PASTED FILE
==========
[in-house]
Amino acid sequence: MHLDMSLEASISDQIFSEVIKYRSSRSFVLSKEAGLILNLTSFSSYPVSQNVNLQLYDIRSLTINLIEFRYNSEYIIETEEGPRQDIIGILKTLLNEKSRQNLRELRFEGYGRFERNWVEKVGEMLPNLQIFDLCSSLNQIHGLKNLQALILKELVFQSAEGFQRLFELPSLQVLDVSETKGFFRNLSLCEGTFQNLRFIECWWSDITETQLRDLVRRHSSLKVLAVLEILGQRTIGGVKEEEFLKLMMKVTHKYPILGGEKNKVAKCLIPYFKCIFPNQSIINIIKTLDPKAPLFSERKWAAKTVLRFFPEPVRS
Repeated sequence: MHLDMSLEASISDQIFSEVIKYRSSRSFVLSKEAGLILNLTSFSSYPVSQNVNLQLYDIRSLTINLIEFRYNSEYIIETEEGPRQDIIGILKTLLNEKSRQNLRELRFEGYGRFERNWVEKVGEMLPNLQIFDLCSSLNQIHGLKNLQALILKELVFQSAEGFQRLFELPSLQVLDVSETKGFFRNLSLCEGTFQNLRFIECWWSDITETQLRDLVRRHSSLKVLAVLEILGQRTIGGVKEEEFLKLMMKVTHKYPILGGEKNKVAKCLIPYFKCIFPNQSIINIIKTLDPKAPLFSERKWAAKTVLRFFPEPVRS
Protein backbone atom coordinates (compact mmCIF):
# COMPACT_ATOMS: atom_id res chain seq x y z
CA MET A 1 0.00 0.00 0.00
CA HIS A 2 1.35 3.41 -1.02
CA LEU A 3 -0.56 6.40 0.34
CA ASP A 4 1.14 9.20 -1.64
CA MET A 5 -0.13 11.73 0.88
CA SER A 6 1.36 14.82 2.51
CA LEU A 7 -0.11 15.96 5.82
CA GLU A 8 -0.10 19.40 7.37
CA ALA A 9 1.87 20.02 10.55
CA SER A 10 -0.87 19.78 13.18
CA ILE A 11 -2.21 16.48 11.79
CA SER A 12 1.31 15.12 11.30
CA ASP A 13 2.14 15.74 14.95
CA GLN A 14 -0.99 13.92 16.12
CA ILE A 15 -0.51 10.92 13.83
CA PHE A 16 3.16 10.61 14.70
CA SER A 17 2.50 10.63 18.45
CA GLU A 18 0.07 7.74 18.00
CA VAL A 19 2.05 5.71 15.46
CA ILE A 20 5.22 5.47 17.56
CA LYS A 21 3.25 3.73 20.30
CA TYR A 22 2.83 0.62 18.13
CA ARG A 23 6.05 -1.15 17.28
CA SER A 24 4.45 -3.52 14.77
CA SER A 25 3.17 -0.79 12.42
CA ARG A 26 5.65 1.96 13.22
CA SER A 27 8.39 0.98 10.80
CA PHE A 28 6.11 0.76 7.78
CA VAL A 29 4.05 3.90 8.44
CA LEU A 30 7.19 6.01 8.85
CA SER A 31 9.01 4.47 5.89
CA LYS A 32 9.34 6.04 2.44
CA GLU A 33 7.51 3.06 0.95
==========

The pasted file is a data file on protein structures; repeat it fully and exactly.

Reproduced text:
[in-house]
Amino acid sequence: MHLDMSLEASISDQIFSEVIKYRSSRSFVLSKEAGLILNLTSFSSYPVSQNVNLQLYDIRSLTINLIEFRYNSEYIIETEEGPRQDIIGILKTLLNEKSRQNLRELRFEGYGRFERNWVEKVGEMLPNLQIFDLCSSLNQIHGLKNLQALILKELVFQSAEGFQRLFELPSLQVLDVSETKGFFRNLSLCEGTFQNLRFIECWWSDITETQLRDLVRRHSSLKVLAVLEILGQRTIGGVKEEEFLKLMMKVTHKYPILGGEKNKVAKCLIPYFKCIFPNQSIINIIKTLDPKAPLFSERKWAAKTVLRFFPEPVRS
Repeated sequence: MHLDMSLEASISDQIFSEVIKYRSSRSFVLSKEAGLILNLTSFSSYPVSQNVNLQLYDIRSLTINLIEFRYNSEYIIETEEGPRQDIIGILKTLLNEKSRQNLRELRFEGYGRFERNWVEKVGEMLPNLQIFDLCSSLNQIHGLKNLQALILKELVFQSAEGFQRLFELPSLQVLDVSETKGFFRNLSLCEGTFQNLRFIECWWSDITETQLRDLVRRHSSLKVLAVLEILGQRTIGGVKEEEFLKLMMKVTHKYPILGGEKNKVAKCLIPYFKCIFPNQSIINIIKTLDPKAPLFSERKWAAKTVLRFFPEPVRS
Protein backbone atom coordinates (compact mmCIF):
# COMPACT_ATOMS: atom_id res chain seq x y z
CA MET A 1 0.00 0.00 0.00
CA HIS A 2 1.35 3.41 -1.02
CA LEU A 3 -0.56 6.40 0.34
CA ASP A 4 1.14 9.20 -1.64
CA MET A 5 -0.13 11.73 0.88
CA SER A 6 1.36 14.82 2.51
CA LEU A 7 -0.11 15.96 5.82
CA GLU A 8 -0.10 19.40 7.37
CA ALA A 9 1.87 20.02 10.55
CA SER A 10 -0.87 19.78 13.18
CA ILE A 11 -2.21 16.48 11.79
CA SER A 12 1.31 15.12 11.30
CA ASP A 13 2.14 15.74 14.95
CA GLN A 14 -0.99 13.92 16.12
CA ILE A 15 -0.51 10.92 13.83
CA PHE A 16 3.16 10.61 14.70
CA SER A 17 2.50 10.63 18.45
CA GLU A 18 0.07 7.74 18.00
CA VAL A 19 2.05 5.71 15.46
CA ILE A 20 5.22 5.47 17.56
CA LYS A 21 3.25 3.73 20.30
CA TYR A 22 2.83 0.62 18.13
CA ARG A 23 6.05 -1.15 17.28
CA SER A 24 4.45 -3.52 14.77
CA SER A 25 3.17 -0.79 12.42
CA ARG A 26 5.65 1.96 13.22
CA SER A 27 8.39 0.98 10.80
CA PHE A 28 6.11 0.76 7.78
CA VAL A 29 4.05 3.90 8.44
CA LEU A 30 7.19 6.01 8.85
CA SER A 31 9.01 4.47 5.89
CA LYS A 32 9.34 6.04 2.44
CA GLU A 33 7.51 3.06 0.95